Nominated for best special effects in the 16th Academy awards in 1944.
A. Arnold Gillespie MGM's chief of special effects and his miniatures supervisor Donald Jahraus bring their considerable expertise to this wartime story of the re-commissioning of an old WW1 vintage 4 stacker destroyer.
The Warren, the destroyer featured in the movie was built in two scales, the larger at 1/16 scale and a smaller one for distant shots at 1/24 scale.
Also featured are a collection of convoy ships, again in the same two scales. The larger ones are featured close to camera and the smaller in the background. Simple painted cutouts are also used on the tank horizon to fill out the numbers required for a convincing convoy.
A miniature Japanese aircraft is shot at and the bursting shells were simulated by dropping "balloons" filled with a black powder onto the floor of the studio with a white background, while the camera was placed overhead. These powder bursts were then printed over the pre-filmed miniature plates in the optical printer.
The view of the convoy below from the point of view of the aircraft was shot using 8 to 10 inch (200-250 mm) ship models placed in 1inch (25mm) of water with foreground clouds painted on glass. The wakes from the ships were painted on clear celluloid with the tiny waves generated by fans.
Many miniature plates were used in the live action rear projection process scenes showing the miniature convoy in the distance behind the actors. The wake in the background plate from the ship they are supposedly standing on was generated by an out of frame outboard motor.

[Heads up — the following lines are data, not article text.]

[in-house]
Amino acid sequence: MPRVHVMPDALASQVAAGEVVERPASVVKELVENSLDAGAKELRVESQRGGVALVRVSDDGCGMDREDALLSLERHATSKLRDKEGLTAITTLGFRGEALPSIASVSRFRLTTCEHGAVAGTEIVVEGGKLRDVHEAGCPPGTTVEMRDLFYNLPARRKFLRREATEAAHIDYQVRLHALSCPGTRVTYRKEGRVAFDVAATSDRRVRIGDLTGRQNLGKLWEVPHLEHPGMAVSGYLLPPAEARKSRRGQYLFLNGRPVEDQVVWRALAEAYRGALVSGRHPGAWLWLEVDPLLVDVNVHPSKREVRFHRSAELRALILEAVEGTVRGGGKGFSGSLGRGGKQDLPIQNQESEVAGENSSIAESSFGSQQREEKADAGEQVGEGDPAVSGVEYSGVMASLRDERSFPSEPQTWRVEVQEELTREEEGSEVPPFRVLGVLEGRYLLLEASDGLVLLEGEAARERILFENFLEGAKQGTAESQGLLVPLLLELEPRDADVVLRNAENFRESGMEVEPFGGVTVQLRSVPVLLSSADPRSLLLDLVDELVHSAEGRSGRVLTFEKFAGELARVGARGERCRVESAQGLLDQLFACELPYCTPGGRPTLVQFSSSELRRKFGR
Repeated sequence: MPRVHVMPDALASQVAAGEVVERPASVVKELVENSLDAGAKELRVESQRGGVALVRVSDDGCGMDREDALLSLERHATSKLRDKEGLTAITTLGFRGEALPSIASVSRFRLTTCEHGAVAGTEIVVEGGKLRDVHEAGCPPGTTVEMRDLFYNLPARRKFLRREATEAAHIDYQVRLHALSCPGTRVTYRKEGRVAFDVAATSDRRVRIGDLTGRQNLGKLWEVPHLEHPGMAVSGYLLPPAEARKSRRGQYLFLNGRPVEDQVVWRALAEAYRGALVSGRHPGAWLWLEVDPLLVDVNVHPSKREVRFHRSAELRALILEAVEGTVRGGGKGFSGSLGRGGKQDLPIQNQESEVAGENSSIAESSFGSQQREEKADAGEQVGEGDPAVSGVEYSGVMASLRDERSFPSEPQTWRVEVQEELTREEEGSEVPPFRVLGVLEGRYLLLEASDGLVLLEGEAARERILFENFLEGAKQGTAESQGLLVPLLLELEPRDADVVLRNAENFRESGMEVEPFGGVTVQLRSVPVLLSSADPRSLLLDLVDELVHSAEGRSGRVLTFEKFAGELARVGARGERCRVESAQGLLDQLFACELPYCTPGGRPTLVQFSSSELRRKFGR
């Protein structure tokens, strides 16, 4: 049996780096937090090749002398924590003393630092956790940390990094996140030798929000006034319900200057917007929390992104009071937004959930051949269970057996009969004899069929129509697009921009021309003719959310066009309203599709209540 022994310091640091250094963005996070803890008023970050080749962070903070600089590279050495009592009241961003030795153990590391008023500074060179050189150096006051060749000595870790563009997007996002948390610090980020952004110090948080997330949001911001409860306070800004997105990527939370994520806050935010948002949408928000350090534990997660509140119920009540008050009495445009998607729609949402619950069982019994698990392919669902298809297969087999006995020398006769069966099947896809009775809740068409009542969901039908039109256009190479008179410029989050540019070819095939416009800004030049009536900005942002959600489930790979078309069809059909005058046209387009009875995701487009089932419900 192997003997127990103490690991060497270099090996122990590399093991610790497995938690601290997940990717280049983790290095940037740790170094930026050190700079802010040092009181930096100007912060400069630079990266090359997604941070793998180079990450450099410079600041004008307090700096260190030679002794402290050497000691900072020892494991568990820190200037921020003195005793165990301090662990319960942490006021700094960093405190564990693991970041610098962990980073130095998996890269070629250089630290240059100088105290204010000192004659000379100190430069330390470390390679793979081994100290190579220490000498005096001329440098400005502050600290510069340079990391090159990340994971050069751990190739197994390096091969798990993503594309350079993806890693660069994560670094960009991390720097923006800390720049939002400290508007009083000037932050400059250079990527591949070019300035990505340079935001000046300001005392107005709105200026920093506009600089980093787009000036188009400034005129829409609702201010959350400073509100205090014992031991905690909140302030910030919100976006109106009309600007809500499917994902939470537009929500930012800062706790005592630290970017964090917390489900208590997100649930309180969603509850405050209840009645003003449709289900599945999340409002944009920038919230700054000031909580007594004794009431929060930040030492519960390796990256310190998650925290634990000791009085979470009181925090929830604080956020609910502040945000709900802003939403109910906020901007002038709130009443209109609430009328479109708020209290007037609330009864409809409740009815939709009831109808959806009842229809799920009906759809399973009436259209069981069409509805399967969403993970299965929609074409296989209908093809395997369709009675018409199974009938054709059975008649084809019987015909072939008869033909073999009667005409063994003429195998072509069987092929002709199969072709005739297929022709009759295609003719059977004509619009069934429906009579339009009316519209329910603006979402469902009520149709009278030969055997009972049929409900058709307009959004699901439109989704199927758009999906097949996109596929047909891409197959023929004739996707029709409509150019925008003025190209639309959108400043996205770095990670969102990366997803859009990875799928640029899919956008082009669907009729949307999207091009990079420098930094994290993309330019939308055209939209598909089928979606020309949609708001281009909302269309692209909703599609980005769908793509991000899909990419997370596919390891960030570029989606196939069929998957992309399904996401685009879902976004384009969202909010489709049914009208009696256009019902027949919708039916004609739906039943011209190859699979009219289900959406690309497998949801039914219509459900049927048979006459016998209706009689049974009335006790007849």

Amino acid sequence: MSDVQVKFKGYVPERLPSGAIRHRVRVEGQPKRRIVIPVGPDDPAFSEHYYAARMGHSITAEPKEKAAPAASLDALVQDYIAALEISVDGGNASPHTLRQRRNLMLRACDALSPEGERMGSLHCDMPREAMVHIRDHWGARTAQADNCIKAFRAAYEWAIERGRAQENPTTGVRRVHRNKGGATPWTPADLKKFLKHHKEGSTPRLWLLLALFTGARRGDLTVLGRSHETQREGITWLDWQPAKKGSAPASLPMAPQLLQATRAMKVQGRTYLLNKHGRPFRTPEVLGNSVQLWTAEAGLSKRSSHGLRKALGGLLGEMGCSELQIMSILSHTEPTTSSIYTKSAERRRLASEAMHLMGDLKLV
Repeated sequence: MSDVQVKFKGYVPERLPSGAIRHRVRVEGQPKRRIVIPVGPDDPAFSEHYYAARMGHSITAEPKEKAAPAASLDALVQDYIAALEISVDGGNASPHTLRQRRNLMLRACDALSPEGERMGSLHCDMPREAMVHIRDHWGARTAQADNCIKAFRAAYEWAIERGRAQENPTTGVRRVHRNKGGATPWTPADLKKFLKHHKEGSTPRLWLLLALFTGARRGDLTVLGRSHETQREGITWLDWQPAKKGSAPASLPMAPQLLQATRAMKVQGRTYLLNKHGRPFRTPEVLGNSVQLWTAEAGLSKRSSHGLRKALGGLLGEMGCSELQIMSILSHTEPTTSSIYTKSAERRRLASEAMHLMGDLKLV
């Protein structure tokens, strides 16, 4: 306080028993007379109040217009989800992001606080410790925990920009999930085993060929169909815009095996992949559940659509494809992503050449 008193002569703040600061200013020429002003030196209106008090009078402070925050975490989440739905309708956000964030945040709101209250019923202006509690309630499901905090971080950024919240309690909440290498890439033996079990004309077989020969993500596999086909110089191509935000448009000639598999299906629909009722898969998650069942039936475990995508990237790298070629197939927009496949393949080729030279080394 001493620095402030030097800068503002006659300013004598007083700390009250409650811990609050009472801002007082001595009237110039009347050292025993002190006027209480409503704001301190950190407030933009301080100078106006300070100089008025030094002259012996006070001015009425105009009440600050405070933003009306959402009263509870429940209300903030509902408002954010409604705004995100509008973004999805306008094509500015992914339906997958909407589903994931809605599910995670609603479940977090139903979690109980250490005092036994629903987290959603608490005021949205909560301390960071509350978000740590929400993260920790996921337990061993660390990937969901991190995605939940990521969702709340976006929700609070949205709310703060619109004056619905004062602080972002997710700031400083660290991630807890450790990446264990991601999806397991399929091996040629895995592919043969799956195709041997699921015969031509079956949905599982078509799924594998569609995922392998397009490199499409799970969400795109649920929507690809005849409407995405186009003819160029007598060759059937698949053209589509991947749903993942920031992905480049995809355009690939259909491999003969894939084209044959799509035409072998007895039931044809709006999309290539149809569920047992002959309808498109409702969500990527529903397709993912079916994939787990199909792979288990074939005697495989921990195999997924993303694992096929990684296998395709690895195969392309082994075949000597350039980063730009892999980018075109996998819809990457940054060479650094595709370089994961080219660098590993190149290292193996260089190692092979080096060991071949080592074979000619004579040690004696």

As usual all the night shots were filmed during the day using the day for night technique of filters and underexposure. To make sure the ship models remained as convincing silhouettes they were painted black.
The black smoke generated by the Warren as she lays down a smoke screen used tanks of burning crude oil.
During the climax a miniature Japanese battle ship is torpedoed by the Warren and the large explosions used a combination of mortars attached to the hull for the initial torpedo impact closely followed by further mortars on the deck. Eventually the magazines are depicted exploding and large fireballs are added to the mix. The model itself does not actually get destroyed though it looks like it does, and many successive takes were filmed in the MGM lot 3 tank.
Source: The Wizard of MGM, Memoirs of A. Arnold Gillespie published by Bear Manor Media.
Most Popular posts
Tora Tora Tora stands out as a prime example of the art of model ships in the cinema due largely to the scale of the the work undertaken and...
John Brosnan in his excellent book,Movie Magic (McDonald and Janes 1974), quotes from an interview Andrew Sarris conducted with the film'...
Won oscar for best Special Effects (1955). Probably the most recognised submarine shape ever, fictional or otherwise, was the Nautilus des...
I recently acquired a spectacular series of 30 photographs documenting the shooting of miniature ship effects for an unknown Russian film. ...
Das Boot is without a doubt, the most realistic and immersive submarine movie yet made. Up until this film, the Submarine movie genre was pr...